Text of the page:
1. The appellant, a dealer in grocery articles had reported total and taxable turnovers for the year 1970-71 at Rs. 3,79,718.26 and Rs. 2,16,223.58 respectively, in their form No. A-2 returns claiming exemption on a turnover of Rs. 1,63,494.68 towards the sales turnover of foodgrains, second sales of oil-seeds and sale of exempted goods. On a surprise inspection made on 18th December, 1970, certain slips of papers relating to transactions of business of the assessee were recovered. After issuing notice and calling for explanations on the discrepancies found in the accounts as also on the turnover covered by the slips, the assessing officer rejected the accounts and proceeded to estimate the turnover. The slips recovered during inspection covered a period of 15 days and the sales suppressed as disclosed in the slips worked out to Rs. 9,087. On the basis that the slips showed that the assessee should have resorted to suppression continuously during the earlier periods as well and adopting the sales suppression for a fortnight at Rs. 9,087, estimated the omission at Rs. 1,54,479, which is 16 times of Rs. 9,087 plus Rs. 9,087. This multiple of 16 times was taken by the assessing officer on the ground that prior to the period covered by the slips there were 16 fortnights from the beginning of the assessment year. This estimated sales suppression was added to the turnover disclosed in the returns and the assessment was made. The assessing officer also levied a penalty of Rs. 408 being 1 1/2 times the tax payable on Rs. 9,087, the actual suppression found with reference to the slips.
2. The assessee preferred an appeal to the Appellate Assistant Commissioner. Though the Appellate Assistant Commissioner accepted the finding of the assessing officer that the account books of the assessee should not be relied on and that a best judgment assessment was called for and also accepted that there was a suppression of sales turnover to the extent of Rs. 9,087 within a fortnight immediately preceding the date of inspection, held that there was no justification for an addition of 16 times of Rs. 9,087. This was on the ground;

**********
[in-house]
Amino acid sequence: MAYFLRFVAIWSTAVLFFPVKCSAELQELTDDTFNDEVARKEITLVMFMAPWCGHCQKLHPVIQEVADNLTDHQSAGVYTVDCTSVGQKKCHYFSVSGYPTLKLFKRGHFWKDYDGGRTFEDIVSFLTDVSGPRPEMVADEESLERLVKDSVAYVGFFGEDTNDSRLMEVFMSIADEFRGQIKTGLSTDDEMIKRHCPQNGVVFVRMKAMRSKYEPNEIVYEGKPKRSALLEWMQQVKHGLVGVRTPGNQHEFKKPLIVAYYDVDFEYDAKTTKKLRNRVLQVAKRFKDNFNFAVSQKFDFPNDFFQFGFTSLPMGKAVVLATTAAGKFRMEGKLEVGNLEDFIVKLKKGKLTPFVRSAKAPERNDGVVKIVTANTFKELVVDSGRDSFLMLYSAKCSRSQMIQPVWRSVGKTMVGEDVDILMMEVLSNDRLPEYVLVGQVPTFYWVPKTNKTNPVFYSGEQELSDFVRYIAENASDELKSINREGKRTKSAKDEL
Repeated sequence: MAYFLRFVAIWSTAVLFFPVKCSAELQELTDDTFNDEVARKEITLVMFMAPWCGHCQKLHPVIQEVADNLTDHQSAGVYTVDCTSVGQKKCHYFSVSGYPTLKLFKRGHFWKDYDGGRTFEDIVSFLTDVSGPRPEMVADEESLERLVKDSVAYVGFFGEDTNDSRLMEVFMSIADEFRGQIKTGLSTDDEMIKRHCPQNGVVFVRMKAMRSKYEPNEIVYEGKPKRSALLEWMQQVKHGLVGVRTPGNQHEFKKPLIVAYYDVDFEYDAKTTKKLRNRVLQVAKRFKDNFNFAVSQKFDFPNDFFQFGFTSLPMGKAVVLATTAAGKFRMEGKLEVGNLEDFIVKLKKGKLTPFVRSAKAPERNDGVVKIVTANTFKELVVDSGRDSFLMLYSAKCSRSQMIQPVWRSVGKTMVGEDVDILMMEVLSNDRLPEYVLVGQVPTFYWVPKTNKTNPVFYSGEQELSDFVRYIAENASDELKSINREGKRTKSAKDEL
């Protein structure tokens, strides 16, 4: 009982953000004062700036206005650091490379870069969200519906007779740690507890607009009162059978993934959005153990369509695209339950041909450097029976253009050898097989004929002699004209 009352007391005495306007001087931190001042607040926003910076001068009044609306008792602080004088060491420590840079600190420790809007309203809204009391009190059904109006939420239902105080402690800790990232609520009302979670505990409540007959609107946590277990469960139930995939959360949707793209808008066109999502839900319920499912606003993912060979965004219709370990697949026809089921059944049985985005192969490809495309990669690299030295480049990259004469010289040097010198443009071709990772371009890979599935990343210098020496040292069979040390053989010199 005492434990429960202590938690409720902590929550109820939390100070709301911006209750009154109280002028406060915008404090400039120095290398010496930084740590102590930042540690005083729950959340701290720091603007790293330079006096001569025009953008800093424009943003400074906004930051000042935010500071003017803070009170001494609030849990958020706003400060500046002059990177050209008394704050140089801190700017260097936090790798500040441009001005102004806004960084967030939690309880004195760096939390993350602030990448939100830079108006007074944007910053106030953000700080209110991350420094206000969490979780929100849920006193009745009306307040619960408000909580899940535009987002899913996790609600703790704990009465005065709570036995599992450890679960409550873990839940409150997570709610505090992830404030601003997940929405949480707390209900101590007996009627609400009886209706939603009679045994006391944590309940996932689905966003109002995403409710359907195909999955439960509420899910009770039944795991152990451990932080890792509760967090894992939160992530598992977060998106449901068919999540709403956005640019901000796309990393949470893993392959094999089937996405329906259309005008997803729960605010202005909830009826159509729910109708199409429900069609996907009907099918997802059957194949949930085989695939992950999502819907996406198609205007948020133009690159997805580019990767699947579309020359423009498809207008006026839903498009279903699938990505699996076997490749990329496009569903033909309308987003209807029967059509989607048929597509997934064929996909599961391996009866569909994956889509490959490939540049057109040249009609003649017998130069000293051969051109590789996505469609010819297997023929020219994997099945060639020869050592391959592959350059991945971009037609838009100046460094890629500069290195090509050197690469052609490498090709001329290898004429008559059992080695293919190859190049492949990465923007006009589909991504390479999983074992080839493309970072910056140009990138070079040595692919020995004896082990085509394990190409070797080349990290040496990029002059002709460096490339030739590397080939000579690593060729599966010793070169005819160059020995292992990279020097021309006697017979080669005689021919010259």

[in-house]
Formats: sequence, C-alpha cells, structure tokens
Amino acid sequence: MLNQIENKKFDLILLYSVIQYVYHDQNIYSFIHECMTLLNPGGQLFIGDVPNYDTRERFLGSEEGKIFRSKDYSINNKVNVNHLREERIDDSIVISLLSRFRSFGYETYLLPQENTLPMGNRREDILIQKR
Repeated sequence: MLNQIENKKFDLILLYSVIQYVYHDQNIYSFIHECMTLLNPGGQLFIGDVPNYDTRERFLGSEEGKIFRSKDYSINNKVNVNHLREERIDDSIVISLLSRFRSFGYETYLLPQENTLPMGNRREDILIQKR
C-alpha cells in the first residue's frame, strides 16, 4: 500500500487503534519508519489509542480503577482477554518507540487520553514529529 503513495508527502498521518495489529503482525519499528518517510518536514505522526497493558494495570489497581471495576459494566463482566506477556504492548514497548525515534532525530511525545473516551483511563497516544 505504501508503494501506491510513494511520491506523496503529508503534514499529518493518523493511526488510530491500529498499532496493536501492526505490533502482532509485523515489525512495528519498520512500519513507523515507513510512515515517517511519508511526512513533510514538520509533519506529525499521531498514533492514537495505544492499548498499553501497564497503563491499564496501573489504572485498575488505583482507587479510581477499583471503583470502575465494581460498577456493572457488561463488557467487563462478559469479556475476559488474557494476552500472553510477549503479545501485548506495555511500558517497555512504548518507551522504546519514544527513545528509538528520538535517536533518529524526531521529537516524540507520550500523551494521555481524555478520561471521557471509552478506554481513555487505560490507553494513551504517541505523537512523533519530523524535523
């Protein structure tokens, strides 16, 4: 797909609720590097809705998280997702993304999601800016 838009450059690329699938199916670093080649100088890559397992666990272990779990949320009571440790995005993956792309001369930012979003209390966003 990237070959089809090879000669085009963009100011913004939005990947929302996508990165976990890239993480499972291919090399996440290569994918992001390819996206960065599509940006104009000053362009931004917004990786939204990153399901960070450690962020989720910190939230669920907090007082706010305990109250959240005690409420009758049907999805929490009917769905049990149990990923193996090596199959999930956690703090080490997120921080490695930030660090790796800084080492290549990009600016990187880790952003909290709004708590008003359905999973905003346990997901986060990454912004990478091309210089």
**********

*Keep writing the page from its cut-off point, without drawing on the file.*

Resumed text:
'The slips do not disclose any continuity of transactions. There are no grounds to hold that similar suppressions could have ruled during the previous part of the year also. Hence the estimation of turnover for the previous sixteen fortnights and its addition are not called for.'
3. In that view he deleted the addition of Rs. 1,45,392 and sustained the addition only to the extent of Rs. 9,087. The Appellate Assistant Commissioner also reduced the penalty to an amount equal to the tax due on the turnover of Rs. 9,087 and the penalty thus reduced came to Rs. 272.
4. The Board of Revenue took suo motu proceedings under section 34 of the Tamil Nadu General Sales Tax Act and after issuing notice to the assessee, set aside the order of the Appellate Assistant Commissioner and restored that of the assessing officer considering the suppression noticed during a fortnight as justifying the conclusion that the dealer should have indulged in similar suppressions during the earlier fortnights of the assessment year. The Board of Revenue also restored the penalty levied by the assessing officer. It is against this order of the Board of Revenue that the present appeal has been filed under section 37 of the Act.
5. The learned counsel for the assessee contended that there are no grounds to hold that the suppression could have pervaded the period of 16 fortnights prior to the inspection, that there was no proof to sustain the estimated suppression and that in any case the estimate made by the assessing officer was based on irrelevant considerations and that the decision of the Appellate Assistant Commissioner should not have been interfered with.
6. The Supreme Court had occasion to consider estimation on the best judgment basis of escaped turnover and the principles to be applied in such circumstances, in the decision reported in Commissioner of Sales Tax, Madhya Pradesh v. H. M. Esufali H. M. Abdulali : 90ITR271(SC) . In that case, the assessee was a dealer both under the State Act as well as the Central Sales Tax Act. It is not necessary for us to state the facts relating to the Central sales tax assessment. The assessee was a dealer in iron and steel. For the period from 1st November, 1959, to 20th October, 1960, the assessing officer determined the gross turnover at Rs. 3,97,357 and the taxable turnover at Rs. 1,21,567. Subsequently, on surprise inspection of the business premises of the assessee, a bill book for the period from 1st September, 1960, to 19th September, 1960, was recovered and that showed that the assessee had effected sales of iron and steel during that period of the value of Rs. 31,171.28. These sales had not been entered in the books of account maintained by the assessee. On the basis of the information provided in this bill book reassessment proceedings were initiated and ultimately the assessing officer estimated the assessee's escaped turnover at Rs. 2,50,000 adopting the sale of Rs. 31,171.28 as the escaped turnover for a period of 19 days as the basis. Dealing with the legality of this estimation of the suppressed turnover, the Supreme Court held :
'So long as the estimate made by him (the assessing officer) is not arbitrary and has nexus with facts discovered, the same cannot be questioned. In the very nature of things the estimate made may be an over-estimate or an under-estimate. But that is no ground for interfering with his 'best judgment'.'